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Layers add volume and movement to the hair, especially fine hair, says Mann Nance of Halcyon Days Salons & Spas at Saks Fifth Avenue in New York City.
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Volumizing products work for our hair too. Look for those with nourishing benefits that don't weigh down hair. Nance recommends a sulfate-free volumizing shampoo, which helps make it appear fuller.
Adding texture like curls or waves and pulling them into an updo are simple ways to add volume to thin hair.
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Some are so heavy that it's hard to remove them once they've been applied. Alli Webb, owner of the Drybar in New York City and Atlanta, suggests using a dry oil. "It gets into the cuticle and repairs what it needs to," she says.
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If your hair is natural, be sure to use a leave-in conditioner every day, says Mahisha Dellinger, founder and CEO of Curls. "Us girls with curls know that our hair can dry out," she says. "A natural daily leave-in is one of the best ways to keep our curls bouncing and shining."
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Artificial heat from flat irons and blow-dryers can scorch our hair and dry it out. If possible, use tools every other week. Furthermore, styling products that contain it will dry out your strands, making them brittle. Using too many products can weigh down your hair and actually prevent it from soaking up moisture. If you happen to go overboard, remove stubborn product buildup with a sulfate-free clarifying shampoo.
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Often when those silver strands crop up, our first instinct is to reach for a bottle of dye. But that's not the only option, says Nance. Incorporate lowlights and/or highlights into your hair to blend with your natural color. "It's a great buffer between the two," he adds.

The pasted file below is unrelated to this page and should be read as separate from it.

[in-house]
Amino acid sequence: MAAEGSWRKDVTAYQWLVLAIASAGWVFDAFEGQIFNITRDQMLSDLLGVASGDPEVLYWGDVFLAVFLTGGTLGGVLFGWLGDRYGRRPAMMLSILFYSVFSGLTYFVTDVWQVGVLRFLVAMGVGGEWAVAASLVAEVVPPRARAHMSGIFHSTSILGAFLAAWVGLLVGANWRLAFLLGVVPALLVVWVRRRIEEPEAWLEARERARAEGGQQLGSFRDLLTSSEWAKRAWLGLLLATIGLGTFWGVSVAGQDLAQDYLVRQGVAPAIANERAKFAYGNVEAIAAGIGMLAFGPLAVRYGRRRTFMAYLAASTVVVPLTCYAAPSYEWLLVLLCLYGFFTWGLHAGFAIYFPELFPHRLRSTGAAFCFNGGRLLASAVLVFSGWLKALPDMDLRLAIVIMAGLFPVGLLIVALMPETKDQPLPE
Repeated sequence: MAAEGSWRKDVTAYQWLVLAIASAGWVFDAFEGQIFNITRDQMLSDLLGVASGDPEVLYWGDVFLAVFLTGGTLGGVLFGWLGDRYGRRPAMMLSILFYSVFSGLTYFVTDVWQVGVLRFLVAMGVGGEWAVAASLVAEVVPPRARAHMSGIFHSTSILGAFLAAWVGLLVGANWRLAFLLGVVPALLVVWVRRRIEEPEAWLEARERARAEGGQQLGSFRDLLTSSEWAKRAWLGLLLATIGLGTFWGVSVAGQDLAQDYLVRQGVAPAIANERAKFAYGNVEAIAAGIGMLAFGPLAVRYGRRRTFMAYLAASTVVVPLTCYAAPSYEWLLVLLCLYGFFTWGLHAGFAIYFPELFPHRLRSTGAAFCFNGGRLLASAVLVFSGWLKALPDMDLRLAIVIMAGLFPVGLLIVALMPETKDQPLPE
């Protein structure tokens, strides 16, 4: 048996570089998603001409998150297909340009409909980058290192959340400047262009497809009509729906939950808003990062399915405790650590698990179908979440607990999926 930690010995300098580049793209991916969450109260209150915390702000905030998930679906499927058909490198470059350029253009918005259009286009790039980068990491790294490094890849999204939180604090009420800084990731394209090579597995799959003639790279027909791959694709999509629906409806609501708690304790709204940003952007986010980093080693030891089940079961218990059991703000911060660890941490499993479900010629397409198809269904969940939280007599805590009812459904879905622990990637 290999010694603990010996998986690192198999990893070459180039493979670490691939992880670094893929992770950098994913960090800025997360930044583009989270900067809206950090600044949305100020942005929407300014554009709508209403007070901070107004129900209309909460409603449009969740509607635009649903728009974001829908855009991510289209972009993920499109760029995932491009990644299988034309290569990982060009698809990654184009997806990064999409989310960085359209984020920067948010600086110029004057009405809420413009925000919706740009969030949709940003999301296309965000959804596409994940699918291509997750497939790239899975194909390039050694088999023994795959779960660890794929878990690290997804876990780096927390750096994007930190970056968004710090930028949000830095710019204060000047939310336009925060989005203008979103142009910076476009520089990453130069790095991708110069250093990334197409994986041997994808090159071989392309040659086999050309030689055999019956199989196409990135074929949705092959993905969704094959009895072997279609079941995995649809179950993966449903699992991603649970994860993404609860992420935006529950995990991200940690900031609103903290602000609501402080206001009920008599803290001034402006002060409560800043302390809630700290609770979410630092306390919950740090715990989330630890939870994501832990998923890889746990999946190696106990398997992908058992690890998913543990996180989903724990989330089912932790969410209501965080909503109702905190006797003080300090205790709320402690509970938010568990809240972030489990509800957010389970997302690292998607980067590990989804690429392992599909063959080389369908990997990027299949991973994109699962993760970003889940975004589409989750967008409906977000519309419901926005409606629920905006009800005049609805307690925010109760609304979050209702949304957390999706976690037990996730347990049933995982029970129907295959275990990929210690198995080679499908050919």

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Gray strands have a mind of their own and a different texture than what you're used to. "The reason why gray is so unmanageable is because it doesn't have melanin in the cuticle," Nance explains. "The hair becomes more compacted, so it's hard for it to get moisture. The result is that wiry feeling." Restore silkiness with a heat treatment that goes under the cuticle, Nance advises. His pick: Paul Mitchell Awapuhi Treatment, which is a three-step in-salon regimen formulated to allow keratin and moisture to seep into the cuticle and soften strands dramatically.
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Get creative with products. "The use of styling products helps to set the natural curl pattern," says celeb stylist Anthony Dickey, owner of Hair Rules salon in New York City. "And don't worry about overdoing it; natural hair absorbs products quickly." Pay attention to your technique, he advises. The better job you do at applying the product, the more days your style will last, he adds.
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"If you rock a wash-and-wear do, it's important to cowash, which softens strands and makes your texture malleable," says Dickey. His advice: Use protective styles like twist outs and braid outs to stretch your strands. A conditioner we like: Hair Rules Quench Conditioner ($42, hairrules.com).
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Remember to comb your hair all the way through; it keeps strands from knotting up. "Combing through tangles is the best way to avoid breakage," says Diane Da Costa owner of SimpleeBEAUTIFUL salon. Her tip: Separate hair into four sections using a wide-tooth comb and water or a detangling product. Our pick: Joico Daily Care Leave-in Detangler ($15, joico.com).
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